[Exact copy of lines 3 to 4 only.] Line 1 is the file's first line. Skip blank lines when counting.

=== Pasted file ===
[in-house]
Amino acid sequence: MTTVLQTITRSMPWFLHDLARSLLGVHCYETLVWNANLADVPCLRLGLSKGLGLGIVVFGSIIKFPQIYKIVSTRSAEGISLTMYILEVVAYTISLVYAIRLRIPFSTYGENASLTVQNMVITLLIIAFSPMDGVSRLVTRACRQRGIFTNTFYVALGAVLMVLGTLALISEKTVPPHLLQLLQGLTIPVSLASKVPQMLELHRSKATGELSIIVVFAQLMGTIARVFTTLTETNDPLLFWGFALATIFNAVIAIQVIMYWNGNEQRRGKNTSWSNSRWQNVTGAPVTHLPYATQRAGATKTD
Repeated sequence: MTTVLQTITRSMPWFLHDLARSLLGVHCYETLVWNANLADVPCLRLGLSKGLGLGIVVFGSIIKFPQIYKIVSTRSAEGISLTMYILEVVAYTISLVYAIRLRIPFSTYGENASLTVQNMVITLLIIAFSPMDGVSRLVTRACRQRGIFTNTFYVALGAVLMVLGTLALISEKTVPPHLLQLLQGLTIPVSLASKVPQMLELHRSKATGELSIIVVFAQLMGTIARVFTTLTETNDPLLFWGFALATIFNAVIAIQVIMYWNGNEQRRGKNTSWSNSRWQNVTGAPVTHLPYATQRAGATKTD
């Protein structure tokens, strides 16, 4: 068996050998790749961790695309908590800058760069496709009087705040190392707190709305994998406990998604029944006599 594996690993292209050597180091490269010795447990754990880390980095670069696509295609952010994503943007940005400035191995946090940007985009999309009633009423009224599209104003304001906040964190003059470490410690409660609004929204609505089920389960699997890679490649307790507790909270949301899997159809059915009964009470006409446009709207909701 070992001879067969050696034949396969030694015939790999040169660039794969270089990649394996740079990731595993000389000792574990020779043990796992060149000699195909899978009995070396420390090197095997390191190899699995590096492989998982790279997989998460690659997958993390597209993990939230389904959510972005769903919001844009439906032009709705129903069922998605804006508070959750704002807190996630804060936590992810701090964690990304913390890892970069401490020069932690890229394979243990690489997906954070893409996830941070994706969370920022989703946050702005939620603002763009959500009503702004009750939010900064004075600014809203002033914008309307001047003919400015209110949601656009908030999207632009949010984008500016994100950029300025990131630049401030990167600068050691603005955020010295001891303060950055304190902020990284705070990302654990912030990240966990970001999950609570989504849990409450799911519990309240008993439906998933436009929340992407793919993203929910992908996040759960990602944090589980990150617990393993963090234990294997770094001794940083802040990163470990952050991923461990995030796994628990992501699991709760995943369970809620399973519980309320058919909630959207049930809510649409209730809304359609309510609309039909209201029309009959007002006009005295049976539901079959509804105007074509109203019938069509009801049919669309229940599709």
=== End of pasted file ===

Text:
Repeated sequence: MTTVLQTITRSMPWFLHDLARSLLGVHCYETLVWNANLADVPCLRLGLSKGLGLGIVVFGSIIKFPQIYKIVSTRSAEGISLTMYILEVVAYTISLVYAIRLRIPFSTYGENASLTVQNMVITLLIIAFSPMDGVSRLVTRACRQRGIFTNTFYVALGAVLMVLGTLALISEKTVPPHLLQLLQGLTIPVSLASKVPQMLELHRSKATGELSIIVVFAQLMGTIARVFTTLTETNDPLLFWGFALATIFNAVIAIQVIMYWNGNEQRRGKNTSWSNSRWQNVTGAPVTHLPYATQRAGATKTD
């Protein structure tokens, strides 16, 4: 068996050998790749961790695309908590800058760069496709009087705040190392707190709305994998406990998604029944006599 594996690993292209050597180091490269010795447990754990880390980095670069696509295609952010994503943007940005400035191995946090940007985009999309009633009423009224599209104003304001906040964190003059470490410690409660609004929204609505089920389960699997890679490649307790507790909270949301899997159809059915009964009470006409446009709207909701 070992001879067969050696034949396969030694015939790999040169660039794969270089990649394996740079990731595993000389000792574990020779043990796992060149000699195909899978009995070396420390090197095997390191190899699995590096492989998982790279997989998460690659997958993390597209993990939230389904959510972005769903919001844009439906032009709705129903069922998605804006508070959750704002807190996630804060936590992810701090964690990304913390890892970069401490020069932690890229394979243990690489997906954070893409996830941070994706969370920022989703946050702005939620603002763009959500009503702004009750939010900064004075600014809203002033914008309307001047003919400015209110949601656009908030999207632009949010984008500016994100950029300025990131630049401030990167600068050691603005955020010295001891303060950055304190902020990284705070990302654990912030990240966990970001999950609570989504849990409450799911519990309240008993439906998933436009929340992407793919993203929910992908996040759960990602944090589980990150617990393993963090234990294997770094001794940083802040990163470990952050991923461990995030796994628990992501699991709760995943369970809620399973519980309320058919909630959207049930809510649409209730809304359609309510609309039909209201029309009959007002006009005295049976539901079959509804105007074509109203019938069509009801049919669309229940599709």